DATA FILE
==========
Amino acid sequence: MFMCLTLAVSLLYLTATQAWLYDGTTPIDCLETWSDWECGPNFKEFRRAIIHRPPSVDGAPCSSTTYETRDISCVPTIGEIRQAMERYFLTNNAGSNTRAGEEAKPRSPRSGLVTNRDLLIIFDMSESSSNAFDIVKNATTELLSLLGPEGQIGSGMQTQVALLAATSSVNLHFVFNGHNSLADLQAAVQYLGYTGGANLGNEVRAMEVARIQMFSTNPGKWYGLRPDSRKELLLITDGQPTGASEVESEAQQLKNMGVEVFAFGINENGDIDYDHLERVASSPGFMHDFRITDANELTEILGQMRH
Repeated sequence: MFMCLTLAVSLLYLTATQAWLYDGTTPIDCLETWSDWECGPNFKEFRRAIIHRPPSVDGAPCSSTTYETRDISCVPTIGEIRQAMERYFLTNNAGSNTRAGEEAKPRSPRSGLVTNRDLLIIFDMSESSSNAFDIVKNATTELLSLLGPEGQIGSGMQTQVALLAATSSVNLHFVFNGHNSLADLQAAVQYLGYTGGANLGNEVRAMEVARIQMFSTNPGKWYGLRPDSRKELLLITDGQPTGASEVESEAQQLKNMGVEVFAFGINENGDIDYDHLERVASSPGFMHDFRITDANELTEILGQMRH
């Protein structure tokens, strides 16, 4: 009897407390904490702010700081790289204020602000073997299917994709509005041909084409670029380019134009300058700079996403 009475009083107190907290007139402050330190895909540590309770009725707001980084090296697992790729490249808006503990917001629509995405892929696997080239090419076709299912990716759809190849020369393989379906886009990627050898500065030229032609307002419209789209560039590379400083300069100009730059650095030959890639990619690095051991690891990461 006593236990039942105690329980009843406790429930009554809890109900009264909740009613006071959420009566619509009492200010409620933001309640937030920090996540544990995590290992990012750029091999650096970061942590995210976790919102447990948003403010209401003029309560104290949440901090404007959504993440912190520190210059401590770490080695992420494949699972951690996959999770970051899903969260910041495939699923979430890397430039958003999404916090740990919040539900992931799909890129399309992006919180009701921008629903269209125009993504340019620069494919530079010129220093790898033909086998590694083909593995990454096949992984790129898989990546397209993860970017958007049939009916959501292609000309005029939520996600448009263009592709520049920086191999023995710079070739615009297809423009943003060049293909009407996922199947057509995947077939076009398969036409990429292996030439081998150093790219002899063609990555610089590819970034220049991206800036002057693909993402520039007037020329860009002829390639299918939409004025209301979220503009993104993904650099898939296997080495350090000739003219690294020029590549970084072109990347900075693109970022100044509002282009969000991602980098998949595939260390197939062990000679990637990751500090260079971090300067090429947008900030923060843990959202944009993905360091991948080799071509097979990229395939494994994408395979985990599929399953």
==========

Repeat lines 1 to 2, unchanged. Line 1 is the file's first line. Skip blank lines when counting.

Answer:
Amino acid sequence: MFMCLTLAVSLLYLTATQAWLYDGTTPIDCLETWSDWECGPNFKEFRRAIIHRPPSVDGAPCSSTTYETRDISCVPTIGEIRQAMERYFLTNNAGSNTRAGEEAKPRSPRSGLVTNRDLLIIFDMSESSSNAFDIVKNATTELLSLLGPEGQIGSGMQTQVALLAATSSVNLHFVFNGHNSLADLQAAVQYLGYTGGANLGNEVRAMEVARIQMFSTNPGKWYGLRPDSRKELLLITDGQPTGASEVESEAQQLKNMGVEVFAFGINENGDIDYDHLERVASSPGFMHDFRITDANELTEILGQMRH
Repeated sequence: MFMCLTLAVSLLYLTATQAWLYDGTTPIDCLETWSDWECGPNFKEFRRAIIHRPPSVDGAPCSSTTYETRDISCVPTIGEIRQAMERYFLTNNAGSNTRAGEEAKPRSPRSGLVTNRDLLIIFDMSESSSNAFDIVKNATTELLSLLGPEGQIGSGMQTQVALLAATSSVNLHFVFNGHNSLADLQAAVQYLGYTGGANLGNEVRAMEVARIQMFSTNPGKWYGLRPDSRKELLLITDGQPTGASEVESEAQQLKNMGVEVFAFGINENGDIDYDHLERVASSPGFMHDFRITDANELTEILGQMRH